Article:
Power 225bhp at 5500rpm
Torque 252 lb ft at 2500-4000rpm
Valves twin overhead camshafts actuating four valves per cylinder via hydraulic tappets
Fuel system electronic petrol injection with turbocharger and intercooler. 68-litre fuel tank

Type five-speed manual (automatic not available); front-wheel drive

Suspension – front MacPherson coil spring/damper struts and an anti-roll bar – rear twist-beam rear axle with coil springs, telescopic dampers and inner and outer anti-roll bars
Steering rack and pinion with hydraulic power assistance
Wheels five-spoke alloy with 215/45ZR17 tyres. Space-saver spare wheel
Brakes ventilated grooved discs front, solid grooved discs rear with vacuum servo. Electronic anti-lock (ABS) and brake force distribution (EBD – electronic brakeforce distribution) both standard

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For more reading, you can look over the original Saab 5-page brochure for the 2000 Saab 9-3 Viggen or read an excellent review from Canadian Driver magazine, and Abbott Racing dedicate page.

A Saab 9-3 Viggen Ad with a little bit of clipping and editing to fit “Ready, Steady, Go” by Paul Oakenfeld

“The SVO is here, but it’s called a Viggen”

After this blog post we got an interesting reaction from our reader.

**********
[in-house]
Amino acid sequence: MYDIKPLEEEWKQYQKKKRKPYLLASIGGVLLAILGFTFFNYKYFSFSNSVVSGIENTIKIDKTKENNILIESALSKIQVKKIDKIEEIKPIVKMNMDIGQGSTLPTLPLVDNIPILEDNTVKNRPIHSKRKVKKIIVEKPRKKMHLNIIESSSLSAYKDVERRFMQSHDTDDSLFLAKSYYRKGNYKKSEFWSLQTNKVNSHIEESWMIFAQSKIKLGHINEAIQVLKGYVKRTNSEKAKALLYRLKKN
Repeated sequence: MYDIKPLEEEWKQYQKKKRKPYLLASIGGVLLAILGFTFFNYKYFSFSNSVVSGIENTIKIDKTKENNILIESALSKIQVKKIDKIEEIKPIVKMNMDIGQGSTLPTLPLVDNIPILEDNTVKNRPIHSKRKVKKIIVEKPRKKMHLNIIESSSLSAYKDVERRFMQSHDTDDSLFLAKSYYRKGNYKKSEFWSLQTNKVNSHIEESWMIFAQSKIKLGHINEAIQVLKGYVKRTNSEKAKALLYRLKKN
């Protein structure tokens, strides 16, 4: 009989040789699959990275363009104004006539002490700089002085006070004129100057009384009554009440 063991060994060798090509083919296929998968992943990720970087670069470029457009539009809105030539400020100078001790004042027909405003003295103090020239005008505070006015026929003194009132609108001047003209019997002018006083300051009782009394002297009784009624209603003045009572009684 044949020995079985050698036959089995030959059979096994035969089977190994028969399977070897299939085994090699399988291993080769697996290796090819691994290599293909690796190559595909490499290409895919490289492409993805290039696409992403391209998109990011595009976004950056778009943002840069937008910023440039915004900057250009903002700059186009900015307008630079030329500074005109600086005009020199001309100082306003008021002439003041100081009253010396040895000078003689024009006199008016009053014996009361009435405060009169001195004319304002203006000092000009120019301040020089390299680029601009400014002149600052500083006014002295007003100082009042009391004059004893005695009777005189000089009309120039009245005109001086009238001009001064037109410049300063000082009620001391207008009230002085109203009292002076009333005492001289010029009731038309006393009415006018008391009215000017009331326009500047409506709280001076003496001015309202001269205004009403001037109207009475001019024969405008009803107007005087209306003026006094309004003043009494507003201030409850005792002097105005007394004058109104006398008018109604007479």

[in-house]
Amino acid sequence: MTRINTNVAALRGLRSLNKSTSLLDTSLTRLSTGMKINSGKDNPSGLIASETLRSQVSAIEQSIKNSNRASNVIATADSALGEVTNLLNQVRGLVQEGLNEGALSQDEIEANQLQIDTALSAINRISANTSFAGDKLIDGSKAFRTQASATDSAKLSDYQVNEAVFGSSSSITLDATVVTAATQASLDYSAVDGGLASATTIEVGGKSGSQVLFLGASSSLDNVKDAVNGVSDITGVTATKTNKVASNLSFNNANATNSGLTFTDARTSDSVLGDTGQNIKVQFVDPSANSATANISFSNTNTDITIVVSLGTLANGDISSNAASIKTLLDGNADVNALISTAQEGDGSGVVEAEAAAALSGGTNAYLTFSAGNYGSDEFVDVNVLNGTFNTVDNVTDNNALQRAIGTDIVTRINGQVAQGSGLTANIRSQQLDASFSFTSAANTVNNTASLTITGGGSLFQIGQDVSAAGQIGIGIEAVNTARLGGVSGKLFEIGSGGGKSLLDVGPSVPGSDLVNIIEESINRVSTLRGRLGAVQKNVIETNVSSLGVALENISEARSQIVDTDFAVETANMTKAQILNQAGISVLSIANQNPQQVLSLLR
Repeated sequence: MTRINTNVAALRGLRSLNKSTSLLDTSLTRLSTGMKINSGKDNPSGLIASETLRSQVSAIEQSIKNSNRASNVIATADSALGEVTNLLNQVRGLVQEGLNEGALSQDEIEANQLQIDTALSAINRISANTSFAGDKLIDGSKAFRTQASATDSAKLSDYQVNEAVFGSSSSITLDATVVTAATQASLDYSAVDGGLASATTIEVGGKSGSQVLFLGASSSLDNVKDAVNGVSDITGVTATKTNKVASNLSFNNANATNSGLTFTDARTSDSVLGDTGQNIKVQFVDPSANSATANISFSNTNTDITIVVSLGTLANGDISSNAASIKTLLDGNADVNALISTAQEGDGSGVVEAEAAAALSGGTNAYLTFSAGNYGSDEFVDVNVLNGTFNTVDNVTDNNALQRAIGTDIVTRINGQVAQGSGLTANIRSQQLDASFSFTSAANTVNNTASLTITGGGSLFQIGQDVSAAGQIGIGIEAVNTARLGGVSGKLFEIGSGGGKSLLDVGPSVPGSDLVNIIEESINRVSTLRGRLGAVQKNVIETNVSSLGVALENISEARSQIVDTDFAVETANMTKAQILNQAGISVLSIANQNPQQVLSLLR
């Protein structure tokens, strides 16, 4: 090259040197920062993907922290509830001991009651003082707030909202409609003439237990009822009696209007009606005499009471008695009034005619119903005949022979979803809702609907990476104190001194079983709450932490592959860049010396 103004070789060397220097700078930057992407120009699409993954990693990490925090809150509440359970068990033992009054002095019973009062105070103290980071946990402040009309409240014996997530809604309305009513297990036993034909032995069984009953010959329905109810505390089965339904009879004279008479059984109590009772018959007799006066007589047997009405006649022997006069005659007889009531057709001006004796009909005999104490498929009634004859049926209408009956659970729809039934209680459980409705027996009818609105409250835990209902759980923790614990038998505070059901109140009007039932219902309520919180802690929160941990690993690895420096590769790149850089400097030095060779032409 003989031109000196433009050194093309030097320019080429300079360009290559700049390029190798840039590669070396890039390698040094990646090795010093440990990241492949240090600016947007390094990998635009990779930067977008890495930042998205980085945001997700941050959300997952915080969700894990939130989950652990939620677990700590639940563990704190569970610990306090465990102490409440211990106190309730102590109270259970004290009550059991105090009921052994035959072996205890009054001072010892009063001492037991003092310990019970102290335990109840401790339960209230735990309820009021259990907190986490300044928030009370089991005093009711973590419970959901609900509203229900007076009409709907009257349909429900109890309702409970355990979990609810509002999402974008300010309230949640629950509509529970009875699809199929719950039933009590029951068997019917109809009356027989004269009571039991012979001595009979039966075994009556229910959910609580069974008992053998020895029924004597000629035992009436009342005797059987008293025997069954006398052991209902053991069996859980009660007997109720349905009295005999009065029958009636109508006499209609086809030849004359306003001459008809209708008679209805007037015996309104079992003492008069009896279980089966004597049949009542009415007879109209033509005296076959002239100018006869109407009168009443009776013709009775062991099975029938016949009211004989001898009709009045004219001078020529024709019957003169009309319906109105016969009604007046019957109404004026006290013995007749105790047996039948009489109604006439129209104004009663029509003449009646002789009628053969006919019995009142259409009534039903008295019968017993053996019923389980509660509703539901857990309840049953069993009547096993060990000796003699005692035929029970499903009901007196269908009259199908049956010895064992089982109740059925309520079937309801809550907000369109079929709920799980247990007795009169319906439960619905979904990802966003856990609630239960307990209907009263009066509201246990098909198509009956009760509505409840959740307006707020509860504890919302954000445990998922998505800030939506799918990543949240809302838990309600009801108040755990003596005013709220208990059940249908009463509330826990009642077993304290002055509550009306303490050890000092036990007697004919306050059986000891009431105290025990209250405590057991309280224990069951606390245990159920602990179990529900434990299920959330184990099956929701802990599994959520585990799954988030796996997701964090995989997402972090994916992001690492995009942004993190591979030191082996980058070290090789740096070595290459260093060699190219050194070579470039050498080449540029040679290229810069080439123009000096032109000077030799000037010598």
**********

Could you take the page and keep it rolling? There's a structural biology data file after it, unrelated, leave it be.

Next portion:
Saab Viggen prototype SVO

Actually, Bill Clark recalls the time of the presentation of this model:

Was working as a Saab Mastertech when this was announced. When I retired in 1997, I told one of the salesmen to let me know if and when it became available, to let me know. Got the call in early June of ’99, “The SVO is here, but it’s called a Viggen.”. He had changed dealerships, across the river into NJ. Immediately went over and put a deposit on one, with the stipulation that I needed it to be there by a specific date. Needed it early enough to be able to drive to SOC99 in Colorado. At the time, they were all still in port. We had one of the first in the country. We were #50 registered for VFA in Georgia. We made it. They put us right up front for the group photo at SOC.

Goran Aničić
the authorGoran Aničić
For over 10 years, Goran Aničić has been passionately focused on Saab automobiles and everything related to them. His initial encounter with Saab cars took place back in 2003 when the first Saab 9-3 and sedan version were introduced. At that moment, he was captivated by the car's Scandinavian design logic and top-notch engineering, and everything that followed stemmed from that first encounter. Later on, through his work at the editorial team of the Serbian automotive magazines "Autostart" and later "AutoBild," he had the opportunity to engage more closely with Saab vehicles. In 2008, he tested the latest Saab cars of that time, such as the Saab 9-3 TTiD Aero and Saab 9-3 Turbo X. In 2010, as the sole blogger from the region, he participated in the Saab 9-5ng presentation in Trollhättan, Sweden. Alongside journalists from around the world, he got a firsthand experience of the pinnacle of technological offerings from Saab at that time. Currently, Goran owns two Saabs: a 2008 Saab 9-3 Vector Sportcombi with a manual transmission, and a Saab 9-3 Aero Griffin Sport Sedan from the last generation, which rolled off the production line in Trollhättan in December 2011.


  • Great article, but you got the pronunciation slightly wrong – it’s VIGG-EN, where “VIGG” is pronounced like “PIG” execpt with a “V”! and “EN” like “N” :)